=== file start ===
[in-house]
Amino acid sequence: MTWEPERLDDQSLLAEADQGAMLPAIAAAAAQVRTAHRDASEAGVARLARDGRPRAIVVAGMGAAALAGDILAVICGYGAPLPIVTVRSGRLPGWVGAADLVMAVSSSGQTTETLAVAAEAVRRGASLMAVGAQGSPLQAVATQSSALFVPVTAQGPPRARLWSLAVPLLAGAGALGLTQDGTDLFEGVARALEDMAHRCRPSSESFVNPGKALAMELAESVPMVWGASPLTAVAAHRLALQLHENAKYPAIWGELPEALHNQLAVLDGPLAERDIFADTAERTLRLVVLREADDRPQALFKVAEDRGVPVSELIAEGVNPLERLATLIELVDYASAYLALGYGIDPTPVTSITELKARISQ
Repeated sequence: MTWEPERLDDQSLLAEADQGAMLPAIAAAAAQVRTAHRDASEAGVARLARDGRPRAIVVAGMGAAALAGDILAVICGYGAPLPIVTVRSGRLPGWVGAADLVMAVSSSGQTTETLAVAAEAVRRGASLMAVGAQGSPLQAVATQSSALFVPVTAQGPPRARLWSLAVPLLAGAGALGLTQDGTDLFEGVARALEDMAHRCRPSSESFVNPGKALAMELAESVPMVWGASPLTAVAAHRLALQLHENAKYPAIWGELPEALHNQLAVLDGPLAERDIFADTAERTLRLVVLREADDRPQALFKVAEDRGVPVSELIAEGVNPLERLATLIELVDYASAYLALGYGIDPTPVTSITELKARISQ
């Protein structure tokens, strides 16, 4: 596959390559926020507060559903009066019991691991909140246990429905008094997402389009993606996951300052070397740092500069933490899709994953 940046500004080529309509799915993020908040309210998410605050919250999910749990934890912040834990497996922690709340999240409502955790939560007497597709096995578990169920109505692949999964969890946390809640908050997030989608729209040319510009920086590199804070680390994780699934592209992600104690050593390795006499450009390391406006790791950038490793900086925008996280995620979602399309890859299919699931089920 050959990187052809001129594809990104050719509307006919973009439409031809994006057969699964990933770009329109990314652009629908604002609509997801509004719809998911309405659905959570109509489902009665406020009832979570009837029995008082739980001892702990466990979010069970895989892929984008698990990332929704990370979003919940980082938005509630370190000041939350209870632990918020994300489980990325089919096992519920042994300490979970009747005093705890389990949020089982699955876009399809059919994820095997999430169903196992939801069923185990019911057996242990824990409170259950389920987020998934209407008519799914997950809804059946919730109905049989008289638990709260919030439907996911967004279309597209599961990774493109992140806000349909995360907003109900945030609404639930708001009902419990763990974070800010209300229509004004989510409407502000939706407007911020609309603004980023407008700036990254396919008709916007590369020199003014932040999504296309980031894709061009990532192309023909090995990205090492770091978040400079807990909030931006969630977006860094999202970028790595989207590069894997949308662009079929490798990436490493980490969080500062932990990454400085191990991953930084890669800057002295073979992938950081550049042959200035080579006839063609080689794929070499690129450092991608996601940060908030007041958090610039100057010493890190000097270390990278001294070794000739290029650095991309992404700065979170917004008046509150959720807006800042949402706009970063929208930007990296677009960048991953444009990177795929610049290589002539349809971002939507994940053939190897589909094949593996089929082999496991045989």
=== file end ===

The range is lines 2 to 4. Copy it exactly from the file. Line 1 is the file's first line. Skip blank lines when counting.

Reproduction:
Amino acid sequence: MTWEPERLDDQSLLAEADQGAMLPAIAAAAAQVRTAHRDASEAGVARLARDGRPRAIVVAGMGAAALAGDILAVICGYGAPLPIVTVRSGRLPGWVGAADLVMAVSSSGQTTETLAVAAEAVRRGASLMAVGAQGSPLQAVATQSSALFVPVTAQGPPRARLWSLAVPLLAGAGALGLTQDGTDLFEGVARALEDMAHRCRPSSESFVNPGKALAMELAESVPMVWGASPLTAVAAHRLALQLHENAKYPAIWGELPEALHNQLAVLDGPLAERDIFADTAERTLRLVVLREADDRPQALFKVAEDRGVPVSELIAEGVNPLERLATLIELVDYASAYLALGYGIDPTPVTSITELKARISQ
Repeated sequence: MTWEPERLDDQSLLAEADQGAMLPAIAAAAAQVRTAHRDASEAGVARLARDGRPRAIVVAGMGAAALAGDILAVICGYGAPLPIVTVRSGRLPGWVGAADLVMAVSSSGQTTETLAVAAEAVRRGASLMAVGAQGSPLQAVATQSSALFVPVTAQGPPRARLWSLAVPLLAGAGALGLTQDGTDLFEGVARALEDMAHRCRPSSESFVNPGKALAMELAESVPMVWGASPLTAVAAHRLALQLHENAKYPAIWGELPEALHNQLAVLDGPLAERDIFADTAERTLRLVVLREADDRPQALFKVAEDRGVPVSELIAEGVNPLERLATLIELVDYASAYLALGYGIDPTPVTSITELKARISQ
């Protein structure tokens, strides 16, 4: 596959390559926020507060559903009066019991691991909140246990429905008094997402389009993606996951300052070397740092500069933490899709994953 940046500004080529309509799915993020908040309210998410605050919250999910749990934890912040834990497996922690709340999240409502955790939560007497597709096995578990169920109505692949999964969890946390809640908050997030989608729209040319510009920086590199804070680390994780699934592209992600104690050593390795006499450009390391406006790791950038490793900086925008996280995620979602399309890859299919699931089920 050959990187052809001129594809990104050719509307006919973009439409031809994006057969699964990933770009329109990314652009629908604002609509997801509004719809998911309405659905959570109509489902009665406020009832979570009837029995008082739980001892702990466990979010069970895989892929984008698990990332929704990370979003919940980082938005509630370190000041939350209870632990918020994300489980990325089919096992519920042994300490979970009747005093705890389990949020089982699955876009399809059919994820095997999430169903196992939801069923185990019911057996242990824990409170259950389920987020998934209407008519799914997950809804059946919730109905049989008289638990709260919030439907996911967004279309597209599961990774493109992140806000349909995360907003109900945030609404639930708001009902419990763990974070800010209300229509004004989510409407502000939706407007911020609309603004980023407008700036990254396919008709916007590369020199003014932040999504296309980031894709061009990532192309023909090995990205090492770091978040400079807990909030931006969630977006860094999202970028790595989207590069894997949308662009079929490798990436490493980490969080500062932990990454400085191990991953930084890669800057002295073979992938950081550049042959200035080579006839063609080689794929070499690129450092991608996601940060908030007041958090610039100057010493890190000097270390990278001294070794000739290029650095991309992404700065979170917004008046509150959720807006800042949402706009970063929208930007990296677009960048991953444009990177795929610049290589002539349809971002939507994940053939190897589909094949593996089929082999496991045989």